A doctor’s visit can release stressors out of your control. For example, the routine of stepping on the scale at the beginning of every appointment triggers fear in many people. Doctors say patients can ask not to be weighed, or to postpone the measurement. It’s okay to say, “I’d like not to be weighed before going to my doctor, and I’d like to discuss with them whether it’s necessary to know my weight today,” said Tracy Richmond, a pediatrician for pediatrics. and director of the eating disorder program at Boston Children’s Hospital.
Once the doctor enters the exam room, it can sometimes feel like you and the doctor have different agendas. You may have been thinking about that cough that just won’t go away, but the doctor asks a million questions about a mole on your arm. What can you do? Richmond said it’s helpful to explain your goals and priorities in advance. She said patients can say, “These are the things that are at the top of my priority list” [for this appointment]. … Are there things you think should be on my priority list?” That allows you and the doctor to have a list of items you know will be covered.
Maja Artandi, a professor of primary care and public health at Stanford University School of Medicine, suggested taking it even further by including a short, organized list of the top concerns to address during the visit. “As a GP I really want to understand what is most important to the patient before I start telling them about what is important to me. I think if the patient has a list and is prepared for the visit, that’s a good thing,” Artandi said. “If you want to make a list, I’d say focus on your top three concerns.”
When making the list, you may need a second or third appointment to discuss everything in depth, especially if there are several important topics. “We only have a limited amount of time and we may not be able to cover everything on the list,” Artandi said. “If someone really wants to tackle everything, he has to be willing to make a new appointment.”
She went to one doctor, then another and another
Writing down or stating your priorities ahead of time can also help avoid the disappointment of bringing up a problem in the last few minutes of a visit, only to feel like the doctor doesn’t have time to fully address the issue. to grab. “The worst thing for a clinician is when the main issue comes up at the end…then they say, ‘Oh no, how am I going to handle this appropriately when I have other patients waiting?’ [Stating concerns] candid and explicit makes it so much easier,” Richmond said.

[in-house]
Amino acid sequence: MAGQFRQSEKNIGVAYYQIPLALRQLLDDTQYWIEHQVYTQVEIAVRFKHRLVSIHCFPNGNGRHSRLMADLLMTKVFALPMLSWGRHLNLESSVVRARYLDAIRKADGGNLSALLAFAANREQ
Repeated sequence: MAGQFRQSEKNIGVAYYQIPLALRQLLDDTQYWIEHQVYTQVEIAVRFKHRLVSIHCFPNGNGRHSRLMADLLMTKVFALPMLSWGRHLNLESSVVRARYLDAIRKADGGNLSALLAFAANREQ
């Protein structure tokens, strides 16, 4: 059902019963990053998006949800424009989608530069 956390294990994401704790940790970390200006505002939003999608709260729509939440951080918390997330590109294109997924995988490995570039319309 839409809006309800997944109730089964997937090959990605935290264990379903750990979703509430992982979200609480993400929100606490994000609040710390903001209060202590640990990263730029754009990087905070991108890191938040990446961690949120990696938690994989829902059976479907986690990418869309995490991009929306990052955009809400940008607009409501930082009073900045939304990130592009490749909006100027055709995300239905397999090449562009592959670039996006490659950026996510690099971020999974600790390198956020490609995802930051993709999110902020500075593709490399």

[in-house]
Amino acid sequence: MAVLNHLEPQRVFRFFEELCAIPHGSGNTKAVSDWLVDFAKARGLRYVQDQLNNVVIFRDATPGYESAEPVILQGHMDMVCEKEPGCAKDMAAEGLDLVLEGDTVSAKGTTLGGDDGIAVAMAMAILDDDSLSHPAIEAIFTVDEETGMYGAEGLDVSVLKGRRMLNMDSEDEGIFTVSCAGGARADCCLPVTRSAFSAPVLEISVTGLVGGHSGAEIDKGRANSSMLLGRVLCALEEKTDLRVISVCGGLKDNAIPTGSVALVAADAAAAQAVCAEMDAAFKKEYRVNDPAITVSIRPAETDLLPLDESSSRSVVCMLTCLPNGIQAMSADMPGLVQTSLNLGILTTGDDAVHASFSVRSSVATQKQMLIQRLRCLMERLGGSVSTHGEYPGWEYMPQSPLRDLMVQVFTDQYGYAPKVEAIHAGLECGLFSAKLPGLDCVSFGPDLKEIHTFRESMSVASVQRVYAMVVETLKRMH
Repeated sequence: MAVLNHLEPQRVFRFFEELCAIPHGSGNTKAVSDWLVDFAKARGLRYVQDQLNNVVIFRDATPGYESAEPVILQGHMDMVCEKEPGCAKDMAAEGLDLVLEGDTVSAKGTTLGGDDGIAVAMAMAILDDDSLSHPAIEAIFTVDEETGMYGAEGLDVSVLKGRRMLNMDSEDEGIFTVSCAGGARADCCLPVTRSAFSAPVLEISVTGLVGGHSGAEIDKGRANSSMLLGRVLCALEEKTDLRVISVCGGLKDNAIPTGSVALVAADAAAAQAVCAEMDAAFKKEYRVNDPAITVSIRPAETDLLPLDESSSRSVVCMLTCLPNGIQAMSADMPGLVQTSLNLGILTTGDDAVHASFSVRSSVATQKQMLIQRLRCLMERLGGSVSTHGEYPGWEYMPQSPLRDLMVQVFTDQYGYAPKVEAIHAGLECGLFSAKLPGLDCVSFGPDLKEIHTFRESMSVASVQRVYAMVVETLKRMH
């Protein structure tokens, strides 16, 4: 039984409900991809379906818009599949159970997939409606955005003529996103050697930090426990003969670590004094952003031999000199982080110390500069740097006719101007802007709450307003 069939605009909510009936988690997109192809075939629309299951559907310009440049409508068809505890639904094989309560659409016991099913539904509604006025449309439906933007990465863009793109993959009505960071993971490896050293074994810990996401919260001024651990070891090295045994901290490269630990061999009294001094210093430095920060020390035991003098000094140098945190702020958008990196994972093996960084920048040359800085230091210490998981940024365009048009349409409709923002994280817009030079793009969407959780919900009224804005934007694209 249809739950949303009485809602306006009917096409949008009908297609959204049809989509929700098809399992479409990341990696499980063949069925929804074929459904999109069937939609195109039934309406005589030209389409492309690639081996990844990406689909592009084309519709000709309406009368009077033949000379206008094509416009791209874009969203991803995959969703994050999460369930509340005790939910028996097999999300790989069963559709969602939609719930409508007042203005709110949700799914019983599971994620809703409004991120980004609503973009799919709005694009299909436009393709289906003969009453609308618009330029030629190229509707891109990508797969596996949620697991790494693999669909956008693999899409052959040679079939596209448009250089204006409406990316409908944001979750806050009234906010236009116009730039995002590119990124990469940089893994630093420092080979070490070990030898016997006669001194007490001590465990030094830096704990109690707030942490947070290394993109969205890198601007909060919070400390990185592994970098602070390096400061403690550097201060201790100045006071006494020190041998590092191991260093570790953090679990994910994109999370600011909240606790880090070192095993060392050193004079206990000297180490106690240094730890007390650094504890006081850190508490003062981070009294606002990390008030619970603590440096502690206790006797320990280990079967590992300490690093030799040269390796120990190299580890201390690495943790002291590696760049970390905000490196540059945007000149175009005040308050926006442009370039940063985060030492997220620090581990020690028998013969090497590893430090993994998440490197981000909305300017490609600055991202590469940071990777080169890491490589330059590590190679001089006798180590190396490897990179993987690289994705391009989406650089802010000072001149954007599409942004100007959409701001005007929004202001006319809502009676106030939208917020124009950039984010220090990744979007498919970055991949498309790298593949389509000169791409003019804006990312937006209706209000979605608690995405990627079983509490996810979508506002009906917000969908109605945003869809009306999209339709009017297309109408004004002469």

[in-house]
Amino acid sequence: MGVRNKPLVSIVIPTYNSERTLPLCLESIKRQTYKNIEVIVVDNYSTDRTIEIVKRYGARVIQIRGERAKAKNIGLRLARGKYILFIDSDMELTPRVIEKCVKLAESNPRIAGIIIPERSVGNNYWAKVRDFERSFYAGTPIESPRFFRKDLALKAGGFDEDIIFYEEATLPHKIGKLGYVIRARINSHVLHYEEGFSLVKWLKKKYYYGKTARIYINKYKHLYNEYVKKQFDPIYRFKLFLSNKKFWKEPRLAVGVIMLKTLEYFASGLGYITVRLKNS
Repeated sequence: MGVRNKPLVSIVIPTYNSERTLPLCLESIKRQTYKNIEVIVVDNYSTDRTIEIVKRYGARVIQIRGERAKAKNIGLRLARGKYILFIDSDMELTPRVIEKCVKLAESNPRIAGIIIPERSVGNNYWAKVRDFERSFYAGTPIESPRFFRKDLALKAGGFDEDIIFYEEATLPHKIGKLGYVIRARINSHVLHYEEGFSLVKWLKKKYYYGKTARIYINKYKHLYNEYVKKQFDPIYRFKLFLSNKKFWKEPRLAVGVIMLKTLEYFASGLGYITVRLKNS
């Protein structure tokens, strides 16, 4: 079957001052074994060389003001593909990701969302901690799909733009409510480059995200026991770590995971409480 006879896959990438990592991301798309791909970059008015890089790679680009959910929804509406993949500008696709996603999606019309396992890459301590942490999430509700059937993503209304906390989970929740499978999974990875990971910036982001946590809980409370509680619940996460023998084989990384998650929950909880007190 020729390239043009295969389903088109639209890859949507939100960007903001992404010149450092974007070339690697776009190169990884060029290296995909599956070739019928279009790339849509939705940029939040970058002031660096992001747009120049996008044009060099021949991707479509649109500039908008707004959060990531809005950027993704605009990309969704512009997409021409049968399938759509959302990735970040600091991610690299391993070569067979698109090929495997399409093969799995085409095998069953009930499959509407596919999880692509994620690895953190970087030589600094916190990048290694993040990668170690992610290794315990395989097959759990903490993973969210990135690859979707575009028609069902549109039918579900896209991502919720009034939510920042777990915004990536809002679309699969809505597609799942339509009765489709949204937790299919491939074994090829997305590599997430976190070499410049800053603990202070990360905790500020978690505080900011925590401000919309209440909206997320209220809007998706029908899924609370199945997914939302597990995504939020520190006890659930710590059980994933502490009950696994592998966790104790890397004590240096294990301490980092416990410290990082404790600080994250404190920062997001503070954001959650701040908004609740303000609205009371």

You can also help increase the effectiveness of the visit by entering data. Do you have high blood pressure? Bring a log of your home blood pressure readings, if you have taken them. Taking multiple medications? Consider bringing the bottles in to discuss with your doctor. If that’s too much of a hassle, write down the names and doses you take to make sure they’re up to date on your medical record.
Most of all, doctors want to know if you feel like you may be having a harder time maintaining your health, so don’t exaggerate things in the discussion. “It’s about the patient’s health, not a report,” Artandi said. “It’s all part of the patient’s health journey. We’re here to help them, especially if they’re not doing so well.”
If you feel you are not being heard or are not sure whether you agree with what the doctor is suggesting, you can of course ask your doctor for other options or to see if his colleagues might have different thoughts.
Tammy Chang, an associate professor of family medicine at the University of Michigan Medical School, said it’s good for patients to ask doctors for the opinions of colleagues. “It’s the art of medicine,” she said. “There is rarely just one way forward,” she said. “And so I think empowering patients means giving patients options and hearing options from different perspectives. Doctors no longer work in isolation.”
And you can request a second opinion. While patients may worry that second opinion will upset their doctor, a good doctor should be comfortable with the idea. If not, it may be time to consider looking for someone new.
“I always tell my patients that they are the most important person — it’s their health that we’re concerned about. So if they need to ask questions, get a second opinion, or clarify something, it’s welcome,” Artandi said. “If the doctor finds this offensive, that’s definitely a red flag. We all work together as medical professionals to help our patients.”
In a change, patients can now read the clinical notes written by their doctors
Finally, some patients find that it can be difficult to follow everything the doctor says – either because there is simply too much information being provided or too much medical jargon. Chang suggested that you take notes during the visit — or even bring a friend or relative to take notes for you. And you can always ask your doctor to explain it in simpler terms if you don’t understand what they’re saying.
“It can be very complicated. And so we have to write things down and then if there’s a part that’s not right during the visit or after, the patient should never feel uncomfortable asking for clarification,” Chang said. “As a doctor, I really appreciate that.”
Under new federal rules, patients also have the right to view all doctor’s notes about their visits, often through online patient portals, so you can read and review what has been discussed.
Chang’s takeaway is that navigating appointments can be stressful, but going into a visit with information and expectations of what you want can help.
“I think it’s good for patients to understand that it’s really a collaboration,” Artandi said. “We as medical providers are really there to help our patients get the best health they can have, but it’s a partnership.”